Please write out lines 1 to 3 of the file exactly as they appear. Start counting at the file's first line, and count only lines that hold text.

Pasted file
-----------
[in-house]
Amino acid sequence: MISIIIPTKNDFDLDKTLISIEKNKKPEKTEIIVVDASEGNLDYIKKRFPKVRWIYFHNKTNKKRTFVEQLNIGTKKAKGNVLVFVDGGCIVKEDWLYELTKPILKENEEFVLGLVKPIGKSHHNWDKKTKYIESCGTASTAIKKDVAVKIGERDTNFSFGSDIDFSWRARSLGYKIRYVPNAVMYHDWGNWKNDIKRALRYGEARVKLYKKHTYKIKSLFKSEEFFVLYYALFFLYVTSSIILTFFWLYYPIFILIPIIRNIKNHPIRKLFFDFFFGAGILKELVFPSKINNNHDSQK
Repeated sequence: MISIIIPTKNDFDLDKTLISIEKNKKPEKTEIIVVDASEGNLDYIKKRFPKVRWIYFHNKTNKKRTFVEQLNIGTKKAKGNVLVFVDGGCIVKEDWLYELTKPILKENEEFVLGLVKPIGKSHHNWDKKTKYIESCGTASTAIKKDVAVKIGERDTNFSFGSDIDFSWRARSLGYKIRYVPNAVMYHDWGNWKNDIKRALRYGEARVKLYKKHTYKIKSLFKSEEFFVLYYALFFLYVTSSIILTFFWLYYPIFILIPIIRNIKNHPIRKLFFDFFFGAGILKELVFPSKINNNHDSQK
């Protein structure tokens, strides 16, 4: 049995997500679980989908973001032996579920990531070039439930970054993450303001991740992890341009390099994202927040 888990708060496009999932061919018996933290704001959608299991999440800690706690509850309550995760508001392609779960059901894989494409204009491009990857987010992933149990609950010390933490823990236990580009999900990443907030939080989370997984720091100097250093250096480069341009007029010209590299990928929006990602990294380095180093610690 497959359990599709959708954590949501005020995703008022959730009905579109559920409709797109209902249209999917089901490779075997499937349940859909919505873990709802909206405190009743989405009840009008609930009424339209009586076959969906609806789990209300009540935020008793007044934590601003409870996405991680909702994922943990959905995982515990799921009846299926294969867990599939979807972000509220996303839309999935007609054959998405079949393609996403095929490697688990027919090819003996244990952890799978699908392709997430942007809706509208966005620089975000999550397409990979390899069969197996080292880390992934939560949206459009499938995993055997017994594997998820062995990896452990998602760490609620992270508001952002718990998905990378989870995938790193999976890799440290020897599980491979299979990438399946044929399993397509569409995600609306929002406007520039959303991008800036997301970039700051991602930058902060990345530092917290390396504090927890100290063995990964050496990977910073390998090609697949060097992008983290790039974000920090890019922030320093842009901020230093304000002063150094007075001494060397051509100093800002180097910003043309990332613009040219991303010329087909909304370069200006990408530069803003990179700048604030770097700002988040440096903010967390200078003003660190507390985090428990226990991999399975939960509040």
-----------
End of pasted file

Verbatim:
[in-house]
Amino acid sequence: MISIIIPTKNDFDLDKTLISIEKNKKPEKTEIIVVDASEGNLDYIKKRFPKVRWIYFHNKTNKKRTFVEQLNIGTKKAKGNVLVFVDGGCIVKEDWLYELTKPILKENEEFVLGLVKPIGKSHHNWDKKTKYIESCGTASTAIKKDVAVKIGERDTNFSFGSDIDFSWRARSLGYKIRYVPNAVMYHDWGNWKNDIKRALRYGEARVKLYKKHTYKIKSLFKSEEFFVLYYALFFLYVTSSIILTFFWLYYPIFILIPIIRNIKNHPIRKLFFDFFFGAGILKELVFPSKINNNHDSQK
Repeated sequence: MISIIIPTKNDFDLDKTLISIEKNKKPEKTEIIVVDASEGNLDYIKKRFPKVRWIYFHNKTNKKRTFVEQLNIGTKKAKGNVLVFVDGGCIVKEDWLYELTKPILKENEEFVLGLVKPIGKSHHNWDKKTKYIESCGTASTAIKKDVAVKIGERDTNFSFGSDIDFSWRARSLGYKIRYVPNAVMYHDWGNWKNDIKRALRYGEARVKLYKKHTYKIKSLFKSEEFFVLYYALFFLYVTSSIILTFFWLYYPIFILIPIIRNIKNHPIRKLFFDFFFGAGILKELVFPSKINNNHDSQK